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What is a Trade Mark?

A trademark is a type of intangible asset for the trades and it normally consist of a recognizable mark, design (logo), or expression (a descriptive slogan) which identifies a product or a service from a particular source. If you are in business and you produce a product, you may want to put a distinguishing marking on it to tell others that it is from you. If it signifies a trade, then it is also called a service mark. But if it belongs to an individual, then it is just termed a trademark even though it might not involve any trading. For example if the Beatles were to trademark their kind of hair style, then that hairstyle will become their calling card, and nobody will be able to use that style unless with permission in that jurisdiction where protection is given


Origin of Trademark

The first legislative act concerning a trademark was passed in 1266 under the reign of King Henry III, who had gone on terms to require all bakers to use a distinctive mark for the bread they sold so that any bad low quality bread can be identified. It was an ingenious way to make sure that bakers donít run short in their offerings. The first modern trademark law was enacted in the late 19th century in France. The United Kingdom changed the system, and came up with The Trade Marks act 1938, permitting registration based on "intent-to-use".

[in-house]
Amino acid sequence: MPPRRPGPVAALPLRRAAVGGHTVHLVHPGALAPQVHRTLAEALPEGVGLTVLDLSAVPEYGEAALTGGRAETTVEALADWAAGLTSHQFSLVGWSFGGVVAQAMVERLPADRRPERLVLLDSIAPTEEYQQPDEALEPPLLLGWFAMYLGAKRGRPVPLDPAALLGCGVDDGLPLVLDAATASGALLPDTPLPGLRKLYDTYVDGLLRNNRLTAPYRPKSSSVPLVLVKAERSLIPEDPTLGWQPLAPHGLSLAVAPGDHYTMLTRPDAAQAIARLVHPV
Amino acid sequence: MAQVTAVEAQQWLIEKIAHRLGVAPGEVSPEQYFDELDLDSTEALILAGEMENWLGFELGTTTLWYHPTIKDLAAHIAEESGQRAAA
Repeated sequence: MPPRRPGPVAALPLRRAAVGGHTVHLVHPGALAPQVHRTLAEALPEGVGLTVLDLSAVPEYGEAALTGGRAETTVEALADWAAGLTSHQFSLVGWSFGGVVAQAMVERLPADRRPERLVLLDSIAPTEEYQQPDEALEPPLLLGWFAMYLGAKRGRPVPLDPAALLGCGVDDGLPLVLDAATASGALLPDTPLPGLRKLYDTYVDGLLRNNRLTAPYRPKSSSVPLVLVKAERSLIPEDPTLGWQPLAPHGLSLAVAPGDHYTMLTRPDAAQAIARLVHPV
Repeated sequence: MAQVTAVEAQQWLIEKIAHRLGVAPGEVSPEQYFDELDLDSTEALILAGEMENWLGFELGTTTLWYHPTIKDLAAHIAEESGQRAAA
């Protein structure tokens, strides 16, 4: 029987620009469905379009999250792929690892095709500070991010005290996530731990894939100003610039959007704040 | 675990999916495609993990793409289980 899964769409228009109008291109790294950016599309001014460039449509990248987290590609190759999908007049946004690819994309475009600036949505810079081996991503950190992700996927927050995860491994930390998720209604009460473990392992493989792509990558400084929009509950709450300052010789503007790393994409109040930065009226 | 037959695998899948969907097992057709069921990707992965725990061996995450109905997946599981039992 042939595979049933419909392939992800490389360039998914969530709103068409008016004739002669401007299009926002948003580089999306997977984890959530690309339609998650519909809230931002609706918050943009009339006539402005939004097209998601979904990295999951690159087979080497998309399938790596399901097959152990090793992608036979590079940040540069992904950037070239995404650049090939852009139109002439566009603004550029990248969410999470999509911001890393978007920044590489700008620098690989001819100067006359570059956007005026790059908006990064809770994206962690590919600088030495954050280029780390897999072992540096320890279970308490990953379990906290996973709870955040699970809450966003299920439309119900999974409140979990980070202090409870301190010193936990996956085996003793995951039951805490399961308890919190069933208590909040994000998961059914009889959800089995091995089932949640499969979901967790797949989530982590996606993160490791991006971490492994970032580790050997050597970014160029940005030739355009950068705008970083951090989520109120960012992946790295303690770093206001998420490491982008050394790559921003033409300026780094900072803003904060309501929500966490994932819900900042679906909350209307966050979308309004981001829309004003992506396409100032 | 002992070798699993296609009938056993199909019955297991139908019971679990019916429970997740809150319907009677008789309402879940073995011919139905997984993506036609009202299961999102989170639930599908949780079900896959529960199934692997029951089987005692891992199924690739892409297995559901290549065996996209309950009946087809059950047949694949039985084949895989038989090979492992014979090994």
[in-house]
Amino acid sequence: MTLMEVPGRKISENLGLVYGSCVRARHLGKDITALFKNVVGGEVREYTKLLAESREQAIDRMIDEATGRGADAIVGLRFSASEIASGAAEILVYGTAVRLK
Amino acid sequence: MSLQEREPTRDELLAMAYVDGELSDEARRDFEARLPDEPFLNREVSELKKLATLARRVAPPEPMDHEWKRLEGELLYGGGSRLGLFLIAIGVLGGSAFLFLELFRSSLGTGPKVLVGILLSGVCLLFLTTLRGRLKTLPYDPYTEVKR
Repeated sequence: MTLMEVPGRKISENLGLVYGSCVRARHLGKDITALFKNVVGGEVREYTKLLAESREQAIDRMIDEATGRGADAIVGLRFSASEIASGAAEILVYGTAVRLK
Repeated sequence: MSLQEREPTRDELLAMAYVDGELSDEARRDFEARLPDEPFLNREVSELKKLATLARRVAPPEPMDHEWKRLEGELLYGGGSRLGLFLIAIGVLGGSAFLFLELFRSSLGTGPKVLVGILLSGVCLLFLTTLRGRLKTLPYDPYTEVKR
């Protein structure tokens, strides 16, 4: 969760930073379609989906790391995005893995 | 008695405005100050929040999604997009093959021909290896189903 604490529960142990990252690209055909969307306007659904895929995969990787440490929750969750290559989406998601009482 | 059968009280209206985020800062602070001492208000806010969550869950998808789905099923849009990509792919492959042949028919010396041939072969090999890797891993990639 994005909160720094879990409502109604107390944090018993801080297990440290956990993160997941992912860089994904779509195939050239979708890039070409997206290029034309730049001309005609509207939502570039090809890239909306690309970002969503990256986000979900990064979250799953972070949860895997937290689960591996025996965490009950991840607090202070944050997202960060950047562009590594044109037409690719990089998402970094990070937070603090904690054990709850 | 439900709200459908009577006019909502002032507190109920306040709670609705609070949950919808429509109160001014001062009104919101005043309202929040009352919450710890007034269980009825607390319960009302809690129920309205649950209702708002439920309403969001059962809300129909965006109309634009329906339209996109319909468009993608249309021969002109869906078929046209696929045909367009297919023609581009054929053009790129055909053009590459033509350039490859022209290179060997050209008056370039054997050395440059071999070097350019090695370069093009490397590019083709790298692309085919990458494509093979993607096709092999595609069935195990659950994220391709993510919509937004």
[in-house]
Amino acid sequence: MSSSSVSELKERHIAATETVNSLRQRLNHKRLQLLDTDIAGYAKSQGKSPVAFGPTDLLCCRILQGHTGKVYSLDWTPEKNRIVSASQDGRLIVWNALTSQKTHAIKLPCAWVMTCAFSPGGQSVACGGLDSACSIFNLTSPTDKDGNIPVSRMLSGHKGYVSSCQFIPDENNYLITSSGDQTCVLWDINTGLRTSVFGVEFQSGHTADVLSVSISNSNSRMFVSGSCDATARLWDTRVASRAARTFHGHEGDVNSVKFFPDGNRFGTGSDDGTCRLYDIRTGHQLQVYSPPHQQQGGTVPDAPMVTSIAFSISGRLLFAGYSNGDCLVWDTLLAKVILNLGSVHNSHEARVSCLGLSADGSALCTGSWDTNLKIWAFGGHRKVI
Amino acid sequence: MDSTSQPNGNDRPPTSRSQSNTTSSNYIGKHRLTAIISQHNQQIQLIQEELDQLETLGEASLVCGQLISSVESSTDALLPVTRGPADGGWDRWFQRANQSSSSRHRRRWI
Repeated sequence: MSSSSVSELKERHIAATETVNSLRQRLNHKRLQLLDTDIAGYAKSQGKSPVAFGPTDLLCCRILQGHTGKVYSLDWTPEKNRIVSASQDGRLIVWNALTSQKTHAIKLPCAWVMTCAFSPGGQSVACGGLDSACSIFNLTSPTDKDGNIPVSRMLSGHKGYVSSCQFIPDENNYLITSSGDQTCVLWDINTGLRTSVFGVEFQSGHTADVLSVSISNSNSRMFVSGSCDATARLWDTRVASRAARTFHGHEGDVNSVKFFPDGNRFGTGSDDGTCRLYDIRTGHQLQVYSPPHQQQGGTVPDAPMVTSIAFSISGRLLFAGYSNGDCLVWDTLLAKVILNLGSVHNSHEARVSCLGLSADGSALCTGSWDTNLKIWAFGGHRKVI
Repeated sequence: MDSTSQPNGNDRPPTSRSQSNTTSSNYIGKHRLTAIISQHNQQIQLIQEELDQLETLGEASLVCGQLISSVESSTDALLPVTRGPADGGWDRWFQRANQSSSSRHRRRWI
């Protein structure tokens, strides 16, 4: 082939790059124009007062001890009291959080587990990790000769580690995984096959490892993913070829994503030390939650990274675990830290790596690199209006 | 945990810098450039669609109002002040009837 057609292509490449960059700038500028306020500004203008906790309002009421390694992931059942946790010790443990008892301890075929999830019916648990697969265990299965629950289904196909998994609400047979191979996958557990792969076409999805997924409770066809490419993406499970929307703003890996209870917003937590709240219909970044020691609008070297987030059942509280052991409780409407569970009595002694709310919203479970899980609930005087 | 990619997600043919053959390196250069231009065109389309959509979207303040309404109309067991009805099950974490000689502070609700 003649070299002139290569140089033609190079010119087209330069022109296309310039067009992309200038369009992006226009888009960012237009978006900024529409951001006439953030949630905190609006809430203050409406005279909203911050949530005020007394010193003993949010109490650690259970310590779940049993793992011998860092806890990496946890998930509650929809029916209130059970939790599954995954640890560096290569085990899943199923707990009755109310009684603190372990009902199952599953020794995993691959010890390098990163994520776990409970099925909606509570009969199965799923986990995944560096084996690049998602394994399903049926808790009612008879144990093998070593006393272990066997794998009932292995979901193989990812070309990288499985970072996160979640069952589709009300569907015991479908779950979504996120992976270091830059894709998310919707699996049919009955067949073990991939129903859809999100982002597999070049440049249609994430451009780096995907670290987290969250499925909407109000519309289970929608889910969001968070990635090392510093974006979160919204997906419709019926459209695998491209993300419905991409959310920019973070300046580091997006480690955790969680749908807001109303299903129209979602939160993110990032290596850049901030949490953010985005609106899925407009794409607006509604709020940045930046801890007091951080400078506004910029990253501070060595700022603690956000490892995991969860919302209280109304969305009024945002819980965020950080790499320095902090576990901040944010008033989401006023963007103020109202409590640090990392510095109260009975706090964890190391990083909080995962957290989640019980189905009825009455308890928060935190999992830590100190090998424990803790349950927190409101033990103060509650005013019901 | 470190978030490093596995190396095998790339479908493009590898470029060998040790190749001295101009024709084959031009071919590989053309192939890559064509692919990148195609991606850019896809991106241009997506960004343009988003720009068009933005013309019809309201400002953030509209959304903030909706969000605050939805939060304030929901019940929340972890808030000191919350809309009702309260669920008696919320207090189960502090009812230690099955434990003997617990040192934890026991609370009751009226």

A trademark will normally identify the brand (modern meaning of trademark) owner of a particular product or service. Trademarks is normally used by its owner but it can also be used by others under licensing agreements. The owner of a trademark may pursue legal action unto others whom he deemed has infringed on his marking, however this can only be done when a formal registration of the mark has been made with the authorities. A trademark is only protected in the territories that it has been registered but with the onset of the Madrid Protocol, protection of the mark can be enforced in 150 countries even though it has been registered in any of the countries that has acceded to the protocol. Registered trademarks are denoted by the letter "R" surrounded by a circle whilst those that has not been approved will have to just indicate "TM" as a show of sign that approval is pending. Protection normally last for ten years with further protection given subjected to paying a set fee.

Malaysia has already acceded to the Madrid Protocol , thus when you file it in Malaysia with an international application, you will get protection in 122 other countries just with one fee.


You might want to know what Trademarkings are registrable in Malaysia here

You may want to take a look at the Malaysian Trademark Flowchart


You may want to seek advisory on Trademarks at enqq2@iskandarproject.com (non free email account please)